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Re-engineering the 'dying city'

November 17, 2005 16:06 IST

Ever since "Calcutta port" was established in 1870 it has, like all river ports, been gradually making its way to the sea. Thus Satgaon yielded to nearby Hugli (Portuguese), Chinsura (Dutch) and Chandernagore (French), and Calcutta (British) to Haldia in more recent times.

Reduced drafts with shrinking upland flows and the ever-growing size of vessels have dictated this migration. The Farakka Barrage, commissioned in 1975, offered a useful but no more than an interim solution.

The Calcutta Port Trust has now determined on a two-step move to the ocean with the development of Saugor, at the head of the Hooghly estuary 145 km below Calcutta (but above Tamluk of yore), and Sandheads, a further 84 km away in the Bay.

Calcutta Port will not die. It will be reborn. It will actually handle far more traffic and generate a great deal more employment than at present as a vibrant poly-nodal inland water port and redistributive centre.

This will enable it to reclaim its lost role as an engine of growth for a vast hinterland embracing eastern and northeastern India, Nepal, Bhutan and Tibet. It will remain the "mother port" managing the Calcutta Docks, the Haldia Docks, the Saugor anchorage and Sandheads.

Figures tell their own story. In 2003-04, the Calcutta and Haldia Docks handled 8.7 m.t and 37.7 m.t of traffic respectively. Drafts are currently 7 metres in Calcutta, 8.5 metres in Haldia, 10.5 metres (going up to 12.5 metres with dredging) at the Saugor anchorage (which has been in use since 1950), and 50 metres at Sandheads.

By 2007, it is estimated that Saugor on Sagar Island will be connected to the mainland by a rail-road bridge and will handle around 46 m.t of traffic with the commissioning of three virtual floating jetties. With the completion of full-fledged cargo-handling facilities in 2011-12, Saugor is expected to handle 64 m.t of cargo as against 65 m.t by Haldia Docks and 20 m.t by Calcutta Docks.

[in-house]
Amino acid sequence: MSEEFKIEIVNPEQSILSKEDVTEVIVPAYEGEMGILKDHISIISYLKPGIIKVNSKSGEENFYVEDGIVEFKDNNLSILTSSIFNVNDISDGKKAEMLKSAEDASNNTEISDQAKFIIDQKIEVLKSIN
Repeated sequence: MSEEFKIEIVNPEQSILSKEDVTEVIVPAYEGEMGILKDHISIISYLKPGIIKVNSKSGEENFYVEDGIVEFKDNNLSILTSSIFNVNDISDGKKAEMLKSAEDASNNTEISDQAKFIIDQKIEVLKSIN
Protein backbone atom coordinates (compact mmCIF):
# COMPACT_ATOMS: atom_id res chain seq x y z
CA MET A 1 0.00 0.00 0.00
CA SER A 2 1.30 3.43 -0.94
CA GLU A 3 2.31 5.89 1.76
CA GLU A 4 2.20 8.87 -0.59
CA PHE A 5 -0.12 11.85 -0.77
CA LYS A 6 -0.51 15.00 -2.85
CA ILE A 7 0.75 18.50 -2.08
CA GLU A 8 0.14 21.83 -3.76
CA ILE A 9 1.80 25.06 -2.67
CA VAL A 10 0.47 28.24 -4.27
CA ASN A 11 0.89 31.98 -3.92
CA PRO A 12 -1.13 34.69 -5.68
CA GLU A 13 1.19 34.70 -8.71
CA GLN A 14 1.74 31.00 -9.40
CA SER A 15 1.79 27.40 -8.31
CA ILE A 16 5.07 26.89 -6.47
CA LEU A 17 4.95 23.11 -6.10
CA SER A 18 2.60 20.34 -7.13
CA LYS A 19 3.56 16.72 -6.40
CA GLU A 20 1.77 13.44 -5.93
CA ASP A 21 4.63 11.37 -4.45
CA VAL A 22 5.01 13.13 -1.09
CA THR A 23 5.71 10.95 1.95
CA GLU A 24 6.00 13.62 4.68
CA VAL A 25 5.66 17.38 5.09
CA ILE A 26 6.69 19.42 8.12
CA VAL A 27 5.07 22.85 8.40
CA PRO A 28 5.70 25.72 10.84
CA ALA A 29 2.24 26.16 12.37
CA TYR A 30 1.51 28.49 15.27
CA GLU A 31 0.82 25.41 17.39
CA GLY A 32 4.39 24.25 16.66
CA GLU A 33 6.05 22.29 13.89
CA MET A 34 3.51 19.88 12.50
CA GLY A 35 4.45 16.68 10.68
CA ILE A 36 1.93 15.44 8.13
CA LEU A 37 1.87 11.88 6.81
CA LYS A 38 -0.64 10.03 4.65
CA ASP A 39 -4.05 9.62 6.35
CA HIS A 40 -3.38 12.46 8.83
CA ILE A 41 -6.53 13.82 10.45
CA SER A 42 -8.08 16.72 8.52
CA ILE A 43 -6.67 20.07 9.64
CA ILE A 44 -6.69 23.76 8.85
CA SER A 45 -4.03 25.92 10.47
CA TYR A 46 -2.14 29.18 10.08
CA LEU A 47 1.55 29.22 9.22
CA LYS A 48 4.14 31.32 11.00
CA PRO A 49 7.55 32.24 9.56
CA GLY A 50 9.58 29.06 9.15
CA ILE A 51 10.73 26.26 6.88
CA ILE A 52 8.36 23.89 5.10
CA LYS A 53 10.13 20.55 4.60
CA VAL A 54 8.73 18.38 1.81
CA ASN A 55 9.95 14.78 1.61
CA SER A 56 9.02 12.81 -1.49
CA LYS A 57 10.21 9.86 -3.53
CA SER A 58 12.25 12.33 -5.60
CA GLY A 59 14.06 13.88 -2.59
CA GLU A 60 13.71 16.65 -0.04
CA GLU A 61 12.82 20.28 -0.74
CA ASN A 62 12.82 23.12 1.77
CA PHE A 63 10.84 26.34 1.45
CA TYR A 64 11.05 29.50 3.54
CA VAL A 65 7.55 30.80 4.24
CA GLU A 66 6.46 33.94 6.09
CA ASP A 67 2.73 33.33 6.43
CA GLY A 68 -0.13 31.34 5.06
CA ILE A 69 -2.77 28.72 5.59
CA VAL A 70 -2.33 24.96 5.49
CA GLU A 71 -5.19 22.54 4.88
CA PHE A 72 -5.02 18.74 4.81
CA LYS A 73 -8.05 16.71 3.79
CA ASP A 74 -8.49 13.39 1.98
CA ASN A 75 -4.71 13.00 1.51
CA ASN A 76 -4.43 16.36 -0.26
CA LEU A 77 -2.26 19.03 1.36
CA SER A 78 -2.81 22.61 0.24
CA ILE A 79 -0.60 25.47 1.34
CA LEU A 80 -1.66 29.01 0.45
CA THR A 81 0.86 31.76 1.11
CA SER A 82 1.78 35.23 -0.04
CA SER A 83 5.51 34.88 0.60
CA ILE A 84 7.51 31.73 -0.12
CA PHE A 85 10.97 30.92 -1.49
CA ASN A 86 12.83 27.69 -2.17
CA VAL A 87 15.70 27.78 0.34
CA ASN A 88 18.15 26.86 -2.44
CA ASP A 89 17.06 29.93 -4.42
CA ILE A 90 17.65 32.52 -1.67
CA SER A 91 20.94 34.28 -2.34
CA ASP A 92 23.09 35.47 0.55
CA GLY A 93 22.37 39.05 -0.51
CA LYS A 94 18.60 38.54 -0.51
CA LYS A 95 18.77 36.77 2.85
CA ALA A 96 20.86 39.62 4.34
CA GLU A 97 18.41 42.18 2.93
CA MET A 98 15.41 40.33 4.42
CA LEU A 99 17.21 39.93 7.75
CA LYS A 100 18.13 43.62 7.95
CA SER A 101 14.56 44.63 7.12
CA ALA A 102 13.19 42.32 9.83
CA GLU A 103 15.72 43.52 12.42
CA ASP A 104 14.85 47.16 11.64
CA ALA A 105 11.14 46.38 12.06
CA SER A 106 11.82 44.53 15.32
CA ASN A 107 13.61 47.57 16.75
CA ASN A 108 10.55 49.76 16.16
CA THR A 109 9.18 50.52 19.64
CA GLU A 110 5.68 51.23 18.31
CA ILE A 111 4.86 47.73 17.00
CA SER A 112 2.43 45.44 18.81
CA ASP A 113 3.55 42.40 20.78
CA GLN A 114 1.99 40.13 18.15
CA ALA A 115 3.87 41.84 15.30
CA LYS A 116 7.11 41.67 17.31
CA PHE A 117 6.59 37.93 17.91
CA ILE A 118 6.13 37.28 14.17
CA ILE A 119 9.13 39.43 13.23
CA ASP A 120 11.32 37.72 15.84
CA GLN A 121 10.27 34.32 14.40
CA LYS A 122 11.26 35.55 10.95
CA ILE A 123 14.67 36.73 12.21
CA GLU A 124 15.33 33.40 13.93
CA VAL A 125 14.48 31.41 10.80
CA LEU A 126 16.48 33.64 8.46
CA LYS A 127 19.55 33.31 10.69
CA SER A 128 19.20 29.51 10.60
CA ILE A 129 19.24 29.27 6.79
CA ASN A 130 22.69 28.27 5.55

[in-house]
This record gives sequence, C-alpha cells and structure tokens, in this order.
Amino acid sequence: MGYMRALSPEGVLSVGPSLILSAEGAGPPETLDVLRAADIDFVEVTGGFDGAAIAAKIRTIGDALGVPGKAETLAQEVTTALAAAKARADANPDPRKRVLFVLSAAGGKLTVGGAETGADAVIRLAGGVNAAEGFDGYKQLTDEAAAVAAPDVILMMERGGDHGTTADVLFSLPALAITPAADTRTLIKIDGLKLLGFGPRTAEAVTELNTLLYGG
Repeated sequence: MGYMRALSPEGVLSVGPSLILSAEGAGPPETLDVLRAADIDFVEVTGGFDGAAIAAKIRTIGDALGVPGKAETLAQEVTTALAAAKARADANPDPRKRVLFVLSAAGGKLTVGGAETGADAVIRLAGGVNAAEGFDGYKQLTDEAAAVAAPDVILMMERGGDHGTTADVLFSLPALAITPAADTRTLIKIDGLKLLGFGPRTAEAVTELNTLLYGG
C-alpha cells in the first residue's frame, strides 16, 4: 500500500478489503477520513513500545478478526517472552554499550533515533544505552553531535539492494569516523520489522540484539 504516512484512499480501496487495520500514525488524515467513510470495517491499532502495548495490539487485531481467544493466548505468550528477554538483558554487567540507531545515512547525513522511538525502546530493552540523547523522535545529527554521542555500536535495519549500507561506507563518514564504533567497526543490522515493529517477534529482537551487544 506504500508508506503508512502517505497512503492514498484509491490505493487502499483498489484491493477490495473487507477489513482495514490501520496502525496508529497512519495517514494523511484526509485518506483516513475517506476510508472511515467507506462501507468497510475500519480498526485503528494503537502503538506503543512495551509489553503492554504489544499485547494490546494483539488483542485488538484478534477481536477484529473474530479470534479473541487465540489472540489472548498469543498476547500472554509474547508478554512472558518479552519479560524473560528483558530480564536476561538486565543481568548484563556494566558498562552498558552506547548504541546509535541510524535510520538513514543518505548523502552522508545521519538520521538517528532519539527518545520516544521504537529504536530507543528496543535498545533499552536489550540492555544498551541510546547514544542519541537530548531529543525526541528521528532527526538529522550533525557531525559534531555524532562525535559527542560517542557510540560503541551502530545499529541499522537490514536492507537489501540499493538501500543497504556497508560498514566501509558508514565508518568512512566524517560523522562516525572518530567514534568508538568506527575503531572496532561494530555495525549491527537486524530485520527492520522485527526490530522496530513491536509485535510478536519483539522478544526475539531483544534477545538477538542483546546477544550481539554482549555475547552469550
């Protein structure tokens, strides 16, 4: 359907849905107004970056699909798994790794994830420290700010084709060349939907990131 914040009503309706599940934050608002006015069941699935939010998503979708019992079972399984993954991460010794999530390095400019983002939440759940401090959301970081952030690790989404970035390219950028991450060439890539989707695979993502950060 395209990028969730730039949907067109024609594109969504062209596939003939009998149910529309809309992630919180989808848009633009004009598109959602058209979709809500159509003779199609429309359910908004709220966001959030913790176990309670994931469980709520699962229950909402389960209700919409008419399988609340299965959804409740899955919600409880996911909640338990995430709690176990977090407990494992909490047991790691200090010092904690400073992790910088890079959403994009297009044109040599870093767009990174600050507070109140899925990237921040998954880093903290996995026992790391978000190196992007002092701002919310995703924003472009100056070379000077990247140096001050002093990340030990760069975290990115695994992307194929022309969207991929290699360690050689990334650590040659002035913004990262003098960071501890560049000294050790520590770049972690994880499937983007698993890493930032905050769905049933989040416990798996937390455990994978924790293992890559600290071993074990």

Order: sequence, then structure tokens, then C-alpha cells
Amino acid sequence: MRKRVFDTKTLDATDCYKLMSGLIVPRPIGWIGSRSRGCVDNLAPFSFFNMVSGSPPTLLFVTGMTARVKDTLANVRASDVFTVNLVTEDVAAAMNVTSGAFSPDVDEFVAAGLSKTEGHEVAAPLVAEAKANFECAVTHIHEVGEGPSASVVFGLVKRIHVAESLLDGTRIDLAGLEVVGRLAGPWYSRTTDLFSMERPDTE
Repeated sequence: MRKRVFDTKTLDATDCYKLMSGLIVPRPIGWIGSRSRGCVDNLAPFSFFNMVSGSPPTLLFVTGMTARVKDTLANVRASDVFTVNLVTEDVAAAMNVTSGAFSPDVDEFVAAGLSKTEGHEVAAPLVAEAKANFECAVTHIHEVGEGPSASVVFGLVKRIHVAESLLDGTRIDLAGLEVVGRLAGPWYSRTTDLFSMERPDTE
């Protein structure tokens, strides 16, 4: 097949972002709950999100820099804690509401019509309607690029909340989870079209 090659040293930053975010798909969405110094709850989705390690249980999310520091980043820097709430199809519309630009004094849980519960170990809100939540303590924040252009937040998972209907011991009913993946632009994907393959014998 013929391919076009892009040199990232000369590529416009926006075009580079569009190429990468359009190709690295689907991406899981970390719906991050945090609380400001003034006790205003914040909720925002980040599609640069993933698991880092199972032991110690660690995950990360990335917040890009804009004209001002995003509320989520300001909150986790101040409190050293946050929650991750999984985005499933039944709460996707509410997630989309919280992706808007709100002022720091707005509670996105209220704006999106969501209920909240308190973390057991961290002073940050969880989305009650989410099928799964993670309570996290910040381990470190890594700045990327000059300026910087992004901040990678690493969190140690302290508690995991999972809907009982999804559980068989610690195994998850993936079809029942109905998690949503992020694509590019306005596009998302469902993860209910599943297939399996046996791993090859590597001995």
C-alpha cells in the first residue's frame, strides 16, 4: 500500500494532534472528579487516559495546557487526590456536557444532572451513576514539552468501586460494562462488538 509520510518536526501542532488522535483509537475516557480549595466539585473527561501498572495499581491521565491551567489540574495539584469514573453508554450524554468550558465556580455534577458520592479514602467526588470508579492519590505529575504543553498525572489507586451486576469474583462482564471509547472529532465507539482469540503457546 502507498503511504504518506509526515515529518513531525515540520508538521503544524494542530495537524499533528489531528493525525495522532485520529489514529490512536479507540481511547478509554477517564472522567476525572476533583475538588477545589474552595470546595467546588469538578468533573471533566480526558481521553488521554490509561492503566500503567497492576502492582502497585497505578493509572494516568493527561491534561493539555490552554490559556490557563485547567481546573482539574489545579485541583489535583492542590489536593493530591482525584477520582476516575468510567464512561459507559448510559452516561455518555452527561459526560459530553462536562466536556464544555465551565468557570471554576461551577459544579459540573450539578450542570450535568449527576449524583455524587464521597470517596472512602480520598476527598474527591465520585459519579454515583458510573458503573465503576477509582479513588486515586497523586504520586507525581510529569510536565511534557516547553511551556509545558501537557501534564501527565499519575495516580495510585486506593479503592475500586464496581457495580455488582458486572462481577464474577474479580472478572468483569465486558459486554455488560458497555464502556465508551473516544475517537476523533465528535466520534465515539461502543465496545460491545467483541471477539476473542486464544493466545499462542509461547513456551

The Sandheads bouy(s) will be supported by a floating terminal and will have the capability to go beyond oil pumping to handling containers, as Saugor is already doing. These containers will move up and down the river to Haldia and Calcutta by barge.

In the fair weather of 2004, Sandheads handled a 484,276 DWT vessel, one of the largest in the world, a feat not equalled by any other Indian port. Its floating dock will in future enable it to handle containers that could move by barge up the Hooghly-Ganga and the Brahmaputra, with Calcutta becoming a nodal IWT hub.

Port development, under the National Maritime Development Programme (earlier named Sagarmala), and IWT are both being granted incentives and subsidies for selective privatisation and public-private partnership as well as fleet, HRD and infrastructure development.

A number of private container jetties and wharves have come up, some of them for new products such as fly ash, which has found a growing market in Bangladesh.

If Calcutta Port made Calcutta, its re-engineering as a great, revivified ocean-cum-inland port from Farakka to Sandheads has the potential to transform a decaying city into a truly born-again, happening metropolis. Herein lie a huge challenge and opportunity.